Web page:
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You don't want to hire a divorce attorney without asking a few questions first. After all, depending on your issues, you may not even need a divorce attorney.
Because divorce litigation can be expensive and exhausting, you'll want an advocate by your side who is worth every penny.
With that in mind, consider asking your potential divorce attorney these five questions:
1. Can You Give Me a Timeline of My Divorce?
You may end up seeking a divorce with your potential attorney, but you need to know that he or she has a good sense of how your case will go. Ask for a timeline of your divorce if you chose to pursue it.
This will give your attorney a chance to give you a step-by-step overview of the divorce process in your state, as well as cue you into any deadlines or waiting periods.
2. What Is Your Experience With Divorce Cases?
A family law attorney may be experienced in various types of family disputes, but not necessarily divorces. Be direct. It's not rude to ask your attorney how many divorce cases he or she has handled, or what percentage of the firm's time is devoted to divorces.
This will give your attorney a chance to discuss his or her legal experience -- hopefully in a way that impresses you to hire him or her.
3. Are You Also Experienced in Child Custody/Visitation?
If you have kids, child custody problems are likely to pop up as a result of your pending divorce. The same goes for visitation issues. You'll want an attorney who won't hand you off to other counsel once the divorce is wrapped up but your kids are still in the mix.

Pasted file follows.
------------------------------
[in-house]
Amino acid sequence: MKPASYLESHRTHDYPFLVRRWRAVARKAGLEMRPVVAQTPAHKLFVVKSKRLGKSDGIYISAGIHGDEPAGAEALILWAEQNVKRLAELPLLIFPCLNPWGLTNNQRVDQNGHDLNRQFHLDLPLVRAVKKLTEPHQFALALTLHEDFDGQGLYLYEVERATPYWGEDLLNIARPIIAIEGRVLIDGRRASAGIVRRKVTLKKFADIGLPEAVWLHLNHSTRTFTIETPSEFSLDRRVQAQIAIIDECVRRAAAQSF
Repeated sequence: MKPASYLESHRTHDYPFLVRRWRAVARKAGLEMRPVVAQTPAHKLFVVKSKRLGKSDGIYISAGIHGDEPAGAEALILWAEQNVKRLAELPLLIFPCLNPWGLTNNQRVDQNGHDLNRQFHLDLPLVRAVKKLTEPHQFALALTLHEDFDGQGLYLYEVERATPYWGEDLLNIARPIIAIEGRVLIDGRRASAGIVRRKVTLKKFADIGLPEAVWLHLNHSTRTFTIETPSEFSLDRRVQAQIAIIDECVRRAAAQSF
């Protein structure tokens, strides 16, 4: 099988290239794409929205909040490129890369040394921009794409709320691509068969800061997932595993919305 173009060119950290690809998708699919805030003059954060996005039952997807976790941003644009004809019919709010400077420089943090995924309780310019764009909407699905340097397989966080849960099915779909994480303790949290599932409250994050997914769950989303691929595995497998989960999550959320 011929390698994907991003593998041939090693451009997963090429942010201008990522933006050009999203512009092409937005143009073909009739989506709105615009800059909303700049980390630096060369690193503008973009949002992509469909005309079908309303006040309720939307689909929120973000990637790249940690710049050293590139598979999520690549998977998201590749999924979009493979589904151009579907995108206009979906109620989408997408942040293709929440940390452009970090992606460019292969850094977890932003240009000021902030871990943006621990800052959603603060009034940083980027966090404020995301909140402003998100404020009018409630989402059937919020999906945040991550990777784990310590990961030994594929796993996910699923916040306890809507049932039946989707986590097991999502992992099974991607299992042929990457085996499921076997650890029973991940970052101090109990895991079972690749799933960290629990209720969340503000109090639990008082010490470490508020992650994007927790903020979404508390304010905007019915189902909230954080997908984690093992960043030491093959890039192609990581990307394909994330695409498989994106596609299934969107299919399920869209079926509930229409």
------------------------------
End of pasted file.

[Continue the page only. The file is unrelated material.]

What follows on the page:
Ask about your lawyer's experience in handling child custody and visitation cases -- especially with clients in situations similar to yours.
4. What Can I Reasonably Expect From My Divorce?
You need to ask your attorney, if you hire him or her, what you can reasonably expect out of litigating or mediating your divorce. Your attorney should be able to paint you a range of likely outcomes based on your case, giving you a good basis for what to expect.
5. How Much Will My Divorce Cost?
Your attorney should be able to provide a rough estimate, all told, of what your divorce may end up costing. This should include court fees, attorney's fees, and potential costs of mediation.
Of course, each divorce case -- and each lawyer -- is different. Talk to an attorney soon to see if you he or she is a fit for your needs.